Third: "I inherently distrust anything with the word "diversity" in it" is a very insightful statement and puts your post into the right light. It is not only that you are afraid of a multicultural society but also against EU itself which, as a result, is a multicultural society.

You are obviously afraid of something called "Islamization of Europe", a artificially installed fear by all the right wingers and Anti-EU guys all over Europe. Please, relax as there is nothing like "Islamization" in the EU.

Finally, as you are not a European, Rick, and I suppose you are in fact American, you should educate yourself about Europe first, then look at your home, with all the mad and fanatic neo-conservatives, right-wingers, a government-controlled media, government-controlled censorship, total surveillance (see homeland security) and a warring president, effectively erecting dictatorship in home of the free and the land of the brave. Yeah, you really got it!

The last thing I'd really like to know is: why are you affraid of the "Islamization" of Europe?

Rick Darby said...


1."Brussels," as the EU capital, is synonymous with it in some quarters. The protest outside the EU parliament building is clearly designed to send a message to the EU, which is one of the main forces driving European Islamization. The prohibition in turn must be seen as a counter-message that you don't embarrass your masters by holding an in-their-face demonstration.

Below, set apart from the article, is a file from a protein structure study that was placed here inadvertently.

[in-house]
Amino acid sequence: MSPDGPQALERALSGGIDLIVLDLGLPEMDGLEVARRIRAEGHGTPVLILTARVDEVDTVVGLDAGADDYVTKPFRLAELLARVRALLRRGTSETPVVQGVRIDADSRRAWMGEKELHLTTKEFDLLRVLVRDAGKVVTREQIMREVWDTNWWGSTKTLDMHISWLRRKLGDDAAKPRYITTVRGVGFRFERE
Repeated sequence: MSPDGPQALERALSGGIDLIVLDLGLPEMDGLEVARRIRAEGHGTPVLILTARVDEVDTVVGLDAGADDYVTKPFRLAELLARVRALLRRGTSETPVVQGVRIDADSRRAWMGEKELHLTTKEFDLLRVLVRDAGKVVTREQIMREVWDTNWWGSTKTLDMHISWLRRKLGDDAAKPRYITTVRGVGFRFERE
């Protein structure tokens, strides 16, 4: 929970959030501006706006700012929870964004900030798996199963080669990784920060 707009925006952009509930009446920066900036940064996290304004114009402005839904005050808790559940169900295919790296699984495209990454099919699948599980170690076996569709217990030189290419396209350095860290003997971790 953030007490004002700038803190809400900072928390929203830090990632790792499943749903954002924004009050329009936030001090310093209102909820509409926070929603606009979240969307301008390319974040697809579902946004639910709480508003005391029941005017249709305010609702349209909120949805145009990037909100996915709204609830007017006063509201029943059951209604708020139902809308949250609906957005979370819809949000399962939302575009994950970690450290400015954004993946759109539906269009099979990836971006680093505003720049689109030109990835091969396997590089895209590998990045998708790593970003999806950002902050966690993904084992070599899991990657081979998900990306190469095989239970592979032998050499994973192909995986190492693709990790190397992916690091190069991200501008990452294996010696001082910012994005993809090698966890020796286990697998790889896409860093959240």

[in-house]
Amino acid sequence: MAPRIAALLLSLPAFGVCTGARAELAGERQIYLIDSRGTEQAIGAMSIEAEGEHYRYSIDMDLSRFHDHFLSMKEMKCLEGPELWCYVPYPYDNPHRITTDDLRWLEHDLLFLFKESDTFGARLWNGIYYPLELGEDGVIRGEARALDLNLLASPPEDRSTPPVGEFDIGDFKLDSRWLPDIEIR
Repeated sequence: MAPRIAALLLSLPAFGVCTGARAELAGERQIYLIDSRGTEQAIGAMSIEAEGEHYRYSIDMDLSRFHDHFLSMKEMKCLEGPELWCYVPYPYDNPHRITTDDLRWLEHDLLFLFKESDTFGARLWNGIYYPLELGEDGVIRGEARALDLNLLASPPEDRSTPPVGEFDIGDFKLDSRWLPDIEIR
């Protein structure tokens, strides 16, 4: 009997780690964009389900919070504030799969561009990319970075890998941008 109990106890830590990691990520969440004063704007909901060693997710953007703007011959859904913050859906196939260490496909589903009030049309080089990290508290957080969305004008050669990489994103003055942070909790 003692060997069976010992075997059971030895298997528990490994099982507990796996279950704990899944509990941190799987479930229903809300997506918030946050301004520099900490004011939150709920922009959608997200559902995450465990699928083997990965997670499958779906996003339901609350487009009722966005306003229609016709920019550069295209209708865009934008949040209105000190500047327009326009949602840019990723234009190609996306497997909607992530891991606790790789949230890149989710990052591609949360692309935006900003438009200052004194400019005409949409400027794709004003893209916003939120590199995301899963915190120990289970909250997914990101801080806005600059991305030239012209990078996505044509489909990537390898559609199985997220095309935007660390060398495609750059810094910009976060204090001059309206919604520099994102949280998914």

2. Technically, you may be correct. But if you think the mayor of Brussels isn't subject to, shall we say, influence from EU HQ, I believe you are rather naive about politics.

3. Yes, I inherently distrust anything with the word "diversity" in it. I'm not opposed to diversity where it occurs naturally and by individual choice; I do oppose forcing it on people and punishing those who speak against it, which is where government officials are almost invariably coming from when they use the word.

4. Yes, I am afraid of the Islamization of Europe. Islam is, and for the most part always has been, a totalitarian system masquerading as a religion; wherever Muslims are a majority, they do not accept non-Muslims on equal terms and often persecute them; many of Islam's followers practice or condone violence on behalf of jihad; Muslims have such a different value system that they cannot assimilate into Western countries, even where those countries (e.g., Sweden, Britain) desperately try to accommodate them; and for various other reasons that seem evident to me.